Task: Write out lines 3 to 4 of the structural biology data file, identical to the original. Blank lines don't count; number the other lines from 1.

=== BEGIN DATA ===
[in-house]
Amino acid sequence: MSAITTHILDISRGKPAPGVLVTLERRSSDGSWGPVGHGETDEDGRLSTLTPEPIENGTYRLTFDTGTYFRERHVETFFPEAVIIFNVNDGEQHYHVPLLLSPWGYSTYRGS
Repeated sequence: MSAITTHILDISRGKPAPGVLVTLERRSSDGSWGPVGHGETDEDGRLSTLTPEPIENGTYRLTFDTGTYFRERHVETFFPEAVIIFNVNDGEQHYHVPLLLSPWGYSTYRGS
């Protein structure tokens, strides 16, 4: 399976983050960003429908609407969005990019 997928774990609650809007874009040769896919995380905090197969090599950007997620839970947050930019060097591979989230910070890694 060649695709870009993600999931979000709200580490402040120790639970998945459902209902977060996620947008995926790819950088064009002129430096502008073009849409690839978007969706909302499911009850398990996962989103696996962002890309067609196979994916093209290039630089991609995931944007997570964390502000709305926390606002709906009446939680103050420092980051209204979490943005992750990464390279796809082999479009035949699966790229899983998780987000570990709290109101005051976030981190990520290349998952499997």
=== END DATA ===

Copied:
Repeated sequence: MSAITTHILDISRGKPAPGVLVTLERRSSDGSWGPVGHGETDEDGRLSTLTPEPIENGTYRLTFDTGTYFRERHVETFFPEAVIIFNVNDGEQHYHVPLLLSPWGYSTYRGS
């Protein structure tokens, strides 16, 4: 399976983050960003429908609407969005990019 997928774990609650809007874009040769896919995380905090197969090599950007997620839970947050930019060097591979989230910070890694 060649695709870009993600999931979000709200580490402040120790639970998945459902209902977060996620947008995926790819950088064009002129430096502008073009849409690839978007969706909302499911009850398990996962989103696996962002890309067609196979994916093209290039630089991609995931944007997570964390502000709305926390606002709906009446939680103050420092980051209204979490943005992750990464390279796809082999479009035949699966790229899983998780987000570990709290109101005051976030981190990520290349998952499997």